How many Britons like voice notes?

Matthew SmithHead of Data Journalism
June 14, 2022, 8:36 AM GMT+0

Young people tend to like receiving them, but all social groups tend to dislike sending them

According to WhatsApp, seven billion voice notes are sent every single day using the platform. A Metro article last year proclaimed that Britons had "all fallen in love with audio messaging" - but is that remotely true? New YouGov research now looks at Britons’ voice note habits.

How often do people send voice notes?

Voice notes are still used far less often than traditional forms of communication. Only 5% of smartphone users send voice notes on a daily basis, while another 9% send them several times or once a week.

People are slightly more likely to be recipients of voice notes: 7% receive them on a daily basis, and another 13% several times or once a week.

Currently, 63% of smartphone users have never sent a voice note, while approaching half (47%) have yet to receive one.

There is, however, a substantial generational gap, with usage among young people more frequent. One in eight 18-24 year olds (12%) send voice notes on a daily basis, while a further 18% receive them on a weekly basis. Only 20% of this age group never receive voice notes, although 40% never send them.

How many people actually like voice notes?

Voice notes aren’t exactly new – Whatsapp introduced the function in 2013 – and part of the reason for their slow adoption to date may be that they simply are not well-liked.

Only 16% of smartphone users say they like sending voice notes, compared to 36% who dislike doing so. Another quarter (24%) neither like nor dislike doing so. When it comes to receiving voice notes, people are more split, with 22% liking it, 25% disliking it and 29% ambivalent.

Video calls are a similar technology that has been around for a while but didn’t start taking off until much more recently. Smartphone users are far more likely to have an opinion on video calls as they are far more likely to have experienced them, but in net terms, receiving a voice note is comparably unpopular to receiving a video call. Sending voice notes, however, is a more unpopular task than making a video call.

Even among the youngest Britons, who are the most positive about sending voice notes, they remain unpopular: half of 18-24 year olds dislike sending them, compared to 30% who like doing so.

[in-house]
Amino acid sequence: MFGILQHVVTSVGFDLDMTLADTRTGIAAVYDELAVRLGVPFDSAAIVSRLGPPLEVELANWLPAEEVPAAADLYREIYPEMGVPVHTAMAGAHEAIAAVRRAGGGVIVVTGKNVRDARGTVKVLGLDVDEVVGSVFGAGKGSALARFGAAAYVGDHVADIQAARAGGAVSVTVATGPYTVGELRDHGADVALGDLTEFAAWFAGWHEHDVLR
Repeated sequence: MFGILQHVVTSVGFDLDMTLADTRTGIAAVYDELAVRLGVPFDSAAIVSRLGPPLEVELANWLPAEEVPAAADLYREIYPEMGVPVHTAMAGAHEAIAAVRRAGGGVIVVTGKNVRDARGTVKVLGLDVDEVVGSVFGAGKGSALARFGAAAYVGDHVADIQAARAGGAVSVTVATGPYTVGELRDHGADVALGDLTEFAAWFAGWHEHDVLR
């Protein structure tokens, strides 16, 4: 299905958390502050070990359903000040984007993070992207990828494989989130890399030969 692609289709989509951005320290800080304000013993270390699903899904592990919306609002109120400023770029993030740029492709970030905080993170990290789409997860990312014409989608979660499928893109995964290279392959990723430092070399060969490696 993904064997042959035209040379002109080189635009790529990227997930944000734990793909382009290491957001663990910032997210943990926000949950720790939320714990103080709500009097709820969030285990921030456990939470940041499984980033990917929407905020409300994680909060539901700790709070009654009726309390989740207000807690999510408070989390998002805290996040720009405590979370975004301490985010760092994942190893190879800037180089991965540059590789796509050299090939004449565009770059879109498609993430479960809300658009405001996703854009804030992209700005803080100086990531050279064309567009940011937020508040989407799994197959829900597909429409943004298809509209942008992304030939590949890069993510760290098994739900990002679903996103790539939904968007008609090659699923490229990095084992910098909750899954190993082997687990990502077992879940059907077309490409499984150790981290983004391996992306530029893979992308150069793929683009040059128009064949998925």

This age group does, however, tend to like receiving voice notes, by 43% to 28% who dislike it. They are the only age group for whom this is the case, with the others much more closely split.

Are voice notes a better way of sending long messages?

Voice note functionality generally sits within instant or text messaging services, but given the choice – whether it be sending or receiving long or short messages – people vastly tend to prefer text to voice notes.

It is not impossible, however, that voice notes will someday take over as the preferred way to send a long message. Among those who say they like sending voice notes, when asked how they would prefer to send a long message they are split 48% / 48% between using a voice note or writing their message as text.

Similarly, 41% of those who like receiving voice notes would prefer to receive a long message as a voice note rather than as text.

How long is too long for a voice note?

While articulating a message verbally can be more convenient for the sender, it can be more of a chore for the recipient as reading speeds are generally faster than verbal delivery. This can become even more acute the longer a message is – so how long do people think is too long for a voice note?

Among all smartphone users with an opinion, the majority (65%) consider a one minute voice note to be too long, with half (48%) having lost patience at the 45 second mark.

Among those who actively dislike receiving voice notes, most (57%) will have grown frustrated by 30 seconds in.

By contrast, among those who like receiving voice notes, you won’t have alienated a majority (60%) until you reach the one and a half minute mark, although half (49%) consider a minute to be too long.